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Thursday, 23 November 2017

IFR Green Bonds Roundtable 2015: Part 1

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IFR: Good morning and welcome to this IFR roundtable on Green Bonds. Green Bonds have been among the most exciting developments in DCM for some considerable time. The market flourished in 2014, reaching close to US$40bn in new issuance. Beyond primary volumes, the market’s ecosystem also evolved apace, the issuer base broadened and the investor base deepened. The market’s forecasts for 2015 outstandings is around US$100bn. I’ll be curious to pursue the feasibility of hitting that number.

Of course, beyond the development finance institutions and multilaterals that built the market, issuers now include regional issuers, provinces, cities and municipalities, renewable energy companies, industrials, banks and real estate companies as well as utilities. In terms of issuer profile and structure we’ve seen issuance across investment-grade, high yield, convertibles, ABS, private placements, project bonds, mini-bonds; and the buyers have been institutional, high net worth and retail.

Ulrik, can you take us through how we morphed from an interesting supranational marketplace into today’s dynamic global marketplace for Green Bonds?

Ulrik Ross, HSBC: We’ve been on a journey since 2007/2008. At that time it was a local currency niche market focused on retail investors. It was kick-started by the supranationals, which had very strong mission statements to fulfil environmental purposes within their loan programmes and it was very natural for them to embed strong environmental governance structures into their loan allocation and loan scrutiny processes. So for them to become market leaders and try to develop product that reflected their core values was key but it also came quite naturally.

The supranationals developed a strategy that was driven very much by price efficiencies reflecting on their core values. Then in 2012-13 the World Bank started to align its environmental loan framework with their capital markets activities and, together with the IFC, came up with a sustainability financing foundation. That morphed into what we see as the framework for the Green Bond principles today.

Since we saw the first benchmark offerings in the Green Bond space by the IFC, investors have recognised a huge opportunity to invest in liquid assets that offer the same yields as conventional bonds. As an investor with a fiduciary mandate, you don’t have to give up anything on that side; it’s an efficient investment for you but it’s also a value-driven investment at the same time where you actually get something extra to your normal bond offerings i.e. you can show to your stakeholders, your shareholders, investors in your funds that you are doing something much more than generating return on your assets.

As more funds started to engage in environmental investments and set up dedicated investment policies, we grew the issuance volume across sectors and formats helped by the introduction of a framework and guidelines for how to do these things. The Green Bond Principles were arranged and we saw the first major corporates successfully come to the market. The framework evolved over time and you’ve lately seen financial institutions issue green bonds as well – these have been less frequent to-date so we would definitely welcome a lot more financials to participate in the market.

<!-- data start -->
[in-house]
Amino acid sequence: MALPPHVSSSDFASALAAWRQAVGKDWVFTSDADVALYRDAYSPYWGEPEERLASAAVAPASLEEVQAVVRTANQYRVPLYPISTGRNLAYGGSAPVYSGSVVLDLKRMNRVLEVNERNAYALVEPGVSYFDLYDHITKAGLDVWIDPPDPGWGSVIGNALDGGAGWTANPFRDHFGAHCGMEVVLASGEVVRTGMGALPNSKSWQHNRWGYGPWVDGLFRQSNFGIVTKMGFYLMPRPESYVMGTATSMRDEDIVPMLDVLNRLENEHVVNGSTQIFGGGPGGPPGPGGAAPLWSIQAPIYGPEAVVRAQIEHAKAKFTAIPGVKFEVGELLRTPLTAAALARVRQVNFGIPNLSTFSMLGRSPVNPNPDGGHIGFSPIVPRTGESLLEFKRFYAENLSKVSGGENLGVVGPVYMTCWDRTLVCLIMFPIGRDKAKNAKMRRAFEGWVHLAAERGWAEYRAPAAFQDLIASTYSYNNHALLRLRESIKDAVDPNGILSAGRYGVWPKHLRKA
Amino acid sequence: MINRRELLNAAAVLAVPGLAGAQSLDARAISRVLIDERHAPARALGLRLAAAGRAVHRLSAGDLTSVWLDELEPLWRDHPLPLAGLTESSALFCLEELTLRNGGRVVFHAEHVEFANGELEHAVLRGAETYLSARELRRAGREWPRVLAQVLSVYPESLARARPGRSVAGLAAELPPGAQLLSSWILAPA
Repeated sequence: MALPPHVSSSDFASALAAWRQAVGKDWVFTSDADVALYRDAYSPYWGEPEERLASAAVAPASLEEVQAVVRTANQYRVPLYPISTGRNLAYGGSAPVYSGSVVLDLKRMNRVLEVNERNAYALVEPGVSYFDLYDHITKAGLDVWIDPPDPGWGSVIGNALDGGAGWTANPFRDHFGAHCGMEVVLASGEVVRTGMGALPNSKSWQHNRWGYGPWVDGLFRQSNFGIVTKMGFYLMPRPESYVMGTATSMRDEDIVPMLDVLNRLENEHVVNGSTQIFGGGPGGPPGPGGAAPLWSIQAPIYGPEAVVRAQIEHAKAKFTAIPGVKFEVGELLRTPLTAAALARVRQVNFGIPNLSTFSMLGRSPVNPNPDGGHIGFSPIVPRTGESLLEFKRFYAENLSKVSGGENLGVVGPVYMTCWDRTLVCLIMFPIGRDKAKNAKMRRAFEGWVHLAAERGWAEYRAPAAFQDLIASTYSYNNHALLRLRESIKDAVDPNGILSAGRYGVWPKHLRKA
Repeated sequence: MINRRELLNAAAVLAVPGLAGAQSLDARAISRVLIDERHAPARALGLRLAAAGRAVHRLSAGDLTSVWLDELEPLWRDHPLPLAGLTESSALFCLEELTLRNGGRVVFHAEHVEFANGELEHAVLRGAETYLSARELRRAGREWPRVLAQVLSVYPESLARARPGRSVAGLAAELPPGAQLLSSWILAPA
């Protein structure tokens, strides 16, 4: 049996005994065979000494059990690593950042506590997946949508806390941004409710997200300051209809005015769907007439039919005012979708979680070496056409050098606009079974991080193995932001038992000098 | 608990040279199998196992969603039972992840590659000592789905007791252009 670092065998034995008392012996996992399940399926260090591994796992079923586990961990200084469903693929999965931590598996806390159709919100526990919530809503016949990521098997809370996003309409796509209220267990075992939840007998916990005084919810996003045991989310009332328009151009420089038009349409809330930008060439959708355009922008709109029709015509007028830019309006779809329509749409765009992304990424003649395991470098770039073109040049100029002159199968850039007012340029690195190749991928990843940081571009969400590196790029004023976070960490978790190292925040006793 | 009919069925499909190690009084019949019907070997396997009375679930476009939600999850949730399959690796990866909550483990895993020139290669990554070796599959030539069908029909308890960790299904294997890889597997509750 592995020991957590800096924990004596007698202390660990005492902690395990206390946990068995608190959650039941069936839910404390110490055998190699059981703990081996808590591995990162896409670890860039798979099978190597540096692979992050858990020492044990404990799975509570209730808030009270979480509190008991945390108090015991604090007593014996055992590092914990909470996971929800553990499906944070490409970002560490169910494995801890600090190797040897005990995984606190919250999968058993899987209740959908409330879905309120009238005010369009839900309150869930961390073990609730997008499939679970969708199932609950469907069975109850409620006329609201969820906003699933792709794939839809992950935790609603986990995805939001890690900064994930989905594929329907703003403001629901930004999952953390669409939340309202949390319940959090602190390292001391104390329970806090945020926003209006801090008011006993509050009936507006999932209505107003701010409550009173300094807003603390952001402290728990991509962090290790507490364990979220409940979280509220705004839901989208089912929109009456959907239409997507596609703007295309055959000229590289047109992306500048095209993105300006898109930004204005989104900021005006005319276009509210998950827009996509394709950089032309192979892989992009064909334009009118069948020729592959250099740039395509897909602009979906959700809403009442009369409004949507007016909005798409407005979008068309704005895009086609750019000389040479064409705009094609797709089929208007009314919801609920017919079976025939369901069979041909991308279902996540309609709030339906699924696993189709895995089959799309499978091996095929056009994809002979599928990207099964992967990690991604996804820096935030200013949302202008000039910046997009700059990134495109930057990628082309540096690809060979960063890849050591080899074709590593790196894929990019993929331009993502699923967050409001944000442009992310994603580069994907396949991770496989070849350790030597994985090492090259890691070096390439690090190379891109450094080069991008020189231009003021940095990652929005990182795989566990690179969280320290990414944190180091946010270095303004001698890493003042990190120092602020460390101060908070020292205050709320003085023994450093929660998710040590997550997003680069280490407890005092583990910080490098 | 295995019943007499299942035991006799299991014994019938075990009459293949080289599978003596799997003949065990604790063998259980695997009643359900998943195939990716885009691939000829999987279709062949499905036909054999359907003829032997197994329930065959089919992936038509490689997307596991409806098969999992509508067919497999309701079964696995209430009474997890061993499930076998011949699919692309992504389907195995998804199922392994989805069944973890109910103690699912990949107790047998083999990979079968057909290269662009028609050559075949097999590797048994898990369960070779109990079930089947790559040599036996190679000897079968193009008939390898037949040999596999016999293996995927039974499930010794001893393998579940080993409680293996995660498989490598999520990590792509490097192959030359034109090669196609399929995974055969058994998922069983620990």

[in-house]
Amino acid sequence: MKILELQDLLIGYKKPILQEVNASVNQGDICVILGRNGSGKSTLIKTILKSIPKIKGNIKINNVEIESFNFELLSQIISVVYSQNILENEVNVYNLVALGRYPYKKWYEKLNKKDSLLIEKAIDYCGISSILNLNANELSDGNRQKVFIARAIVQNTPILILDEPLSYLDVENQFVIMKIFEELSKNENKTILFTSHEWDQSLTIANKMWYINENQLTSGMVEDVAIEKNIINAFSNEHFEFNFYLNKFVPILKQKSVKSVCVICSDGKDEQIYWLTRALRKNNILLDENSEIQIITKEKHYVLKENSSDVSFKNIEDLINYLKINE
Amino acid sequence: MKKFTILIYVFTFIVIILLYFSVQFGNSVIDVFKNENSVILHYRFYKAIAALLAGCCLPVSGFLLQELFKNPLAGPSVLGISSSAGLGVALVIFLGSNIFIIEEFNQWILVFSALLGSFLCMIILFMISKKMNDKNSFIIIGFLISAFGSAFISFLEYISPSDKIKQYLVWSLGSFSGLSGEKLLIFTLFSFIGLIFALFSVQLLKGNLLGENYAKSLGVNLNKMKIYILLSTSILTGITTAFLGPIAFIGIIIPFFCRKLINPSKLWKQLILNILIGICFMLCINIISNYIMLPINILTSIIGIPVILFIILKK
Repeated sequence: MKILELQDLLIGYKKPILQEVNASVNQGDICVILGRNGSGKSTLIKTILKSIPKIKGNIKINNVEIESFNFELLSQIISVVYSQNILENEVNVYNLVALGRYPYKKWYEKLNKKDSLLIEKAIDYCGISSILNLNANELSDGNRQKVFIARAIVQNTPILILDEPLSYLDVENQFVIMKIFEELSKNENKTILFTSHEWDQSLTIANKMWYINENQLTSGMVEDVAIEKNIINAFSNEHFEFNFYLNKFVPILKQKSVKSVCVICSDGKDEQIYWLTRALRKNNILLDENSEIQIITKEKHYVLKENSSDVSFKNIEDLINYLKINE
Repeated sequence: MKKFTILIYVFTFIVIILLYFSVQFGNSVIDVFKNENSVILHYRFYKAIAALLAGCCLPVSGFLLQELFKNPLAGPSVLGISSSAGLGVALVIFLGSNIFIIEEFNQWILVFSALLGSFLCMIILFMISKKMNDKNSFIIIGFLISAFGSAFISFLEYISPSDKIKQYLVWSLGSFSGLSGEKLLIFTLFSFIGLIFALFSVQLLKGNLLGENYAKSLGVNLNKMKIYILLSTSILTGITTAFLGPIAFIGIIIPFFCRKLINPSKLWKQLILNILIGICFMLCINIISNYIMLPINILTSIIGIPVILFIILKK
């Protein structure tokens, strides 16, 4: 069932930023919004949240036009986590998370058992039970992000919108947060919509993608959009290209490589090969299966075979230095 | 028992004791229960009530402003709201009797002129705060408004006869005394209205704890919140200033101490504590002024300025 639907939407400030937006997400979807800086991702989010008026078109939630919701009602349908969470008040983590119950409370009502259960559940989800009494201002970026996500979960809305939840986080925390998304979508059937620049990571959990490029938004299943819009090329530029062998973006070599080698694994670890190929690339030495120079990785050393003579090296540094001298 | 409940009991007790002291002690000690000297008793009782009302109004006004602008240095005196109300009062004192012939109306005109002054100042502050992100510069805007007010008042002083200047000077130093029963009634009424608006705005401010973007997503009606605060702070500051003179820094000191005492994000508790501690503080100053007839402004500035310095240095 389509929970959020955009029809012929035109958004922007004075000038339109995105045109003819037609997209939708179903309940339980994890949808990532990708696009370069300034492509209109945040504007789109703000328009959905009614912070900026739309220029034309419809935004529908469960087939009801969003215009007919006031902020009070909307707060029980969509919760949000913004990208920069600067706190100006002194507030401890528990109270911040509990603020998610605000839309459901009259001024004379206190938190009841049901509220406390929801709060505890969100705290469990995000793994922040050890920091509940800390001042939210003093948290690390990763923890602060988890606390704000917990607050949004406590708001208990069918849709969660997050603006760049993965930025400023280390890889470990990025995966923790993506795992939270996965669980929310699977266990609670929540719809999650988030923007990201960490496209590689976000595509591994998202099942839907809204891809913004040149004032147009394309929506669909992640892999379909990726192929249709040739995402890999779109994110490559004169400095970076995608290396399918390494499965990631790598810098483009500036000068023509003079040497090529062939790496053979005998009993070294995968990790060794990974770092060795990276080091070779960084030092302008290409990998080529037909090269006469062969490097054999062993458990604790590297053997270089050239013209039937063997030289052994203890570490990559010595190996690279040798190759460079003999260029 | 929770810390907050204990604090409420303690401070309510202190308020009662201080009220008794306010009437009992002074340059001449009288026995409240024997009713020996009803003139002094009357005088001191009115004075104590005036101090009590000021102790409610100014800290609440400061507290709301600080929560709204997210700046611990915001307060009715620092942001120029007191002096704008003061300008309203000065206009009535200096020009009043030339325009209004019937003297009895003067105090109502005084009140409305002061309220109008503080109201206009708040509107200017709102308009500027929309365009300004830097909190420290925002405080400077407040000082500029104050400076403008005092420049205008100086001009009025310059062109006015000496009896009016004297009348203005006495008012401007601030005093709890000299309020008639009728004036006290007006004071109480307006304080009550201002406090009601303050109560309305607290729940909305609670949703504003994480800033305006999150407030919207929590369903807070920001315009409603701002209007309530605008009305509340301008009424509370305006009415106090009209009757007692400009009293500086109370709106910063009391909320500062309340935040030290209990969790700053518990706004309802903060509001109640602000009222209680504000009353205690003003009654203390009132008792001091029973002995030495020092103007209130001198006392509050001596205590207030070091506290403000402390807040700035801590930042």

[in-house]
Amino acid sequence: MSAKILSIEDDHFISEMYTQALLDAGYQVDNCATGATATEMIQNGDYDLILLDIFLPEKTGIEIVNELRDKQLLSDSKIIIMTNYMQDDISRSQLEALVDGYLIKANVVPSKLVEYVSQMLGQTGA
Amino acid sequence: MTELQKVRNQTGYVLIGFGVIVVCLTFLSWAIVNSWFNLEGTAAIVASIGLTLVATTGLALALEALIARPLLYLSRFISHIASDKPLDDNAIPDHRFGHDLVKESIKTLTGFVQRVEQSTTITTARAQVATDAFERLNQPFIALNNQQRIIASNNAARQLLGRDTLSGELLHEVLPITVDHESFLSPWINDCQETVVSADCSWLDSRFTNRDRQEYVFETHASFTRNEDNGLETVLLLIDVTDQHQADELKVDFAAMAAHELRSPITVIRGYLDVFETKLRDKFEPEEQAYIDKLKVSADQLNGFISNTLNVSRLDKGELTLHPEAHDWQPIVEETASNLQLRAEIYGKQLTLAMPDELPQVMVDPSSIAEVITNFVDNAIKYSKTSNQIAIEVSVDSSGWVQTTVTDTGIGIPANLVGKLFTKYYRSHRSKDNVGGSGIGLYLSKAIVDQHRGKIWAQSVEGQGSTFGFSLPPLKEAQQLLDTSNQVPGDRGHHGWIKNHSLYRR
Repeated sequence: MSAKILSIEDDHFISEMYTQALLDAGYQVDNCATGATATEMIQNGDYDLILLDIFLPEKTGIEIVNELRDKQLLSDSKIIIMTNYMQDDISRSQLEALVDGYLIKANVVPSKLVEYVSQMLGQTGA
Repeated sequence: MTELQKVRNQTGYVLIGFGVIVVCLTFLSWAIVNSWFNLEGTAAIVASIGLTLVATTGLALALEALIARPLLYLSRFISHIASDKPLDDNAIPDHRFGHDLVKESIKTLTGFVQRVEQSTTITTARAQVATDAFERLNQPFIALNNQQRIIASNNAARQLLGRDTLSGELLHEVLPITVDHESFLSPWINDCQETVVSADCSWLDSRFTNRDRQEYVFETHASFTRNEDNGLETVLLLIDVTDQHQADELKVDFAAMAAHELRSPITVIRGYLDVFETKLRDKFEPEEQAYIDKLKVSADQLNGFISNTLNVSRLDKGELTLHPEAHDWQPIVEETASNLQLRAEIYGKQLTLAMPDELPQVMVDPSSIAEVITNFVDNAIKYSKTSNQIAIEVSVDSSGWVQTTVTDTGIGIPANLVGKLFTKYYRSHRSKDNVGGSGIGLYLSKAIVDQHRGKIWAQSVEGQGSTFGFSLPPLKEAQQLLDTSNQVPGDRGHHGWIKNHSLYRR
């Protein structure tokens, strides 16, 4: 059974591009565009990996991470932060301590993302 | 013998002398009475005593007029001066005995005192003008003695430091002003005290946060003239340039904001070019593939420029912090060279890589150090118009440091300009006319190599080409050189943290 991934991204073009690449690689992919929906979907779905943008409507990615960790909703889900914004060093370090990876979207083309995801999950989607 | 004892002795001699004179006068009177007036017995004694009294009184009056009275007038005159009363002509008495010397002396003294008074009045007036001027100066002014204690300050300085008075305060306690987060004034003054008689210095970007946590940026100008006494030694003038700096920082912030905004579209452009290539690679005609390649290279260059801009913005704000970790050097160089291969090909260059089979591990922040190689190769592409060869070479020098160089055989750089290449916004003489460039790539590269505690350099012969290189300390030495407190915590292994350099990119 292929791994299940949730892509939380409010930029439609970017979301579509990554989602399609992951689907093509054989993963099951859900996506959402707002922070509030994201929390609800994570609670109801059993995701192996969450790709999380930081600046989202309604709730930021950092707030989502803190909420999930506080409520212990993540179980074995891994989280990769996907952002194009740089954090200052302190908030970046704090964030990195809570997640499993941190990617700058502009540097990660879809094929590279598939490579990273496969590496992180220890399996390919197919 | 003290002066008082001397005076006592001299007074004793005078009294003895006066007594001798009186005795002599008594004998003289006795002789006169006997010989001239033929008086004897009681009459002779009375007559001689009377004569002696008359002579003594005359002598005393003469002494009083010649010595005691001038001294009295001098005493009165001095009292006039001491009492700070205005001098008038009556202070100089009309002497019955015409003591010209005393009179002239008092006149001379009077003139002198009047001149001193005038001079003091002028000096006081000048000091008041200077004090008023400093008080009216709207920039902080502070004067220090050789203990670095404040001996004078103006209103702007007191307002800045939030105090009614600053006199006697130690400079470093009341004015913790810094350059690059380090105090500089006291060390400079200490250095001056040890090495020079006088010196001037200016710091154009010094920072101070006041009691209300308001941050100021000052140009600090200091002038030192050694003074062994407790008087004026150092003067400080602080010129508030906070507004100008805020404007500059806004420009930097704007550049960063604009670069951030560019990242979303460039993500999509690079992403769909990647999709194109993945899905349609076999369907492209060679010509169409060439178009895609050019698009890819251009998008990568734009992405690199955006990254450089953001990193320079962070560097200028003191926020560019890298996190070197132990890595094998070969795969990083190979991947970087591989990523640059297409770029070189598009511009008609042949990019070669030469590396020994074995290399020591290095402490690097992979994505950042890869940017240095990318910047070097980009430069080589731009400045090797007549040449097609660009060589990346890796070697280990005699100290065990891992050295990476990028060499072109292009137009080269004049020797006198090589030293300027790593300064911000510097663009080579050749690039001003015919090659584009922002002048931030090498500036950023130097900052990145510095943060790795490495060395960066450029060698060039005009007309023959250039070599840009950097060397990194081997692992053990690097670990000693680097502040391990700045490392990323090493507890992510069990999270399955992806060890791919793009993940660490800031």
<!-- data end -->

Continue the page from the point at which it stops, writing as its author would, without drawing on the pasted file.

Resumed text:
IFR: Tanguy when corporates first started to come to the markets this year, there was a lot of scepticism with claims of green-washing and green bonds being a marketing gimmick used by corporates trying to reinvent their image? How do you respond to that, especially bearing in mind many of the corporate issuers don’t have particularly green track records?

Tanguy Claquin, CA-CIB: You go straight to the tough questions. By way of background, the first corporate that tapped the public market in size was EDF in November 2013, so the market has been open to companies for over a year. The dynamic is a bit different in the SSA space, where Green Bonds have now become part of the normal funding landscape. In the corporate space, it’s still a new product and not all corporations that are eligible have decided to tap the market.

There is a special dynamic at play in France which we are not seeing elsewhere on the corporate side and that’s due to a number of factors, so EDF’s €1.4bn trade was followed by Unibail-Rodamco, the first real estate company into the market [€750m in February 2014] and GDF Suez [€2.5bn dual-tranche in May 2014].

Regarding green-washing, there is no particular difference in terms of the types of assets that have been financed by most corporates against those that have been financed by SSA issuers; the green quality of the assets is the same. But financing climate change mitigation is not part of the mandates of corporates so claims of green-washing come more naturally. Some projects that may be financed by the GDF Green Bond are saving millions of tonnes of carbon per year (as validated by the United Nations Framework Convention on Climate Change (UNFCCC) and follows the performance standard of the IFC.

Sure, there is discussion about whether it’s green or social enough. But clearly, the point is not that the quality of assets financed by corporates is not as good as those financed by the SSA; it’s rather that large corporates more naturally fall under the scrutiny of NGOs and other observers.

There are so many different views about what is green and not green just as there are many different scenarios to mitigate climate change and achieve the two degree cap on temperature increase and that’s a debate that goes beyond what banks are able to judge. There are so many ways to define what is green and not green that it will take time to solve this. If we ever do …